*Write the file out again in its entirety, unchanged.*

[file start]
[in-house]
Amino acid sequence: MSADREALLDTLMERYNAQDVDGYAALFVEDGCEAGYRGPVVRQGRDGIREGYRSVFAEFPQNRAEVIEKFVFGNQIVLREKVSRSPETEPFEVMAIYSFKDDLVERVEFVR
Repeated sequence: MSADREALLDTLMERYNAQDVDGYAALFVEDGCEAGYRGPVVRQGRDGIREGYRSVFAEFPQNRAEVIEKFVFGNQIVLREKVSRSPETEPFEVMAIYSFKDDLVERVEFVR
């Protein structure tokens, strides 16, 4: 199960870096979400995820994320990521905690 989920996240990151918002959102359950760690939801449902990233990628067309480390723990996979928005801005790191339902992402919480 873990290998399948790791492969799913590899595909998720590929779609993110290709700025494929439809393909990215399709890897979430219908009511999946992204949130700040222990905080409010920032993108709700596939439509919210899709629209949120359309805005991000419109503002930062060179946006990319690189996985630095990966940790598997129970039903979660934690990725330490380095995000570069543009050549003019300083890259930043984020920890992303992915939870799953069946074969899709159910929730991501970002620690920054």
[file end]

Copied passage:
[in-house]
Amino acid sequence: MSADREALLDTLMERYNAQDVDGYAALFVEDGCEAGYRGPVVRQGRDGIREGYRSVFAEFPQNRAEVIEKFVFGNQIVLREKVSRSPETEPFEVMAIYSFKDDLVERVEFVR
Repeated sequence: MSADREALLDTLMERYNAQDVDGYAALFVEDGCEAGYRGPVVRQGRDGIREGYRSVFAEFPQNRAEVIEKFVFGNQIVLREKVSRSPETEPFEVMAIYSFKDDLVERVEFVR
């Protein structure tokens, strides 16, 4: 199960870096979400995820994320990521905690 989920996240990151918002959102359950760690939801449902990233990628067309480390723990996979928005801005790191339902992402919480 873990290998399948790791492969799913590899595909998720590929779609993110290709700025494929439809393909990215399709890897979430219908009511999946992204949130700040222990905080409010920032993108709700596939439509919210899709629209949120359309805005991000419109503002930062060179946006990319690189996985630095990966940790598997129970039903979660934690990725330490380095995000570069543009050549003019300083890259930043984020920890992303992915939870799953069946074969899709159910929730991501970002620690920054």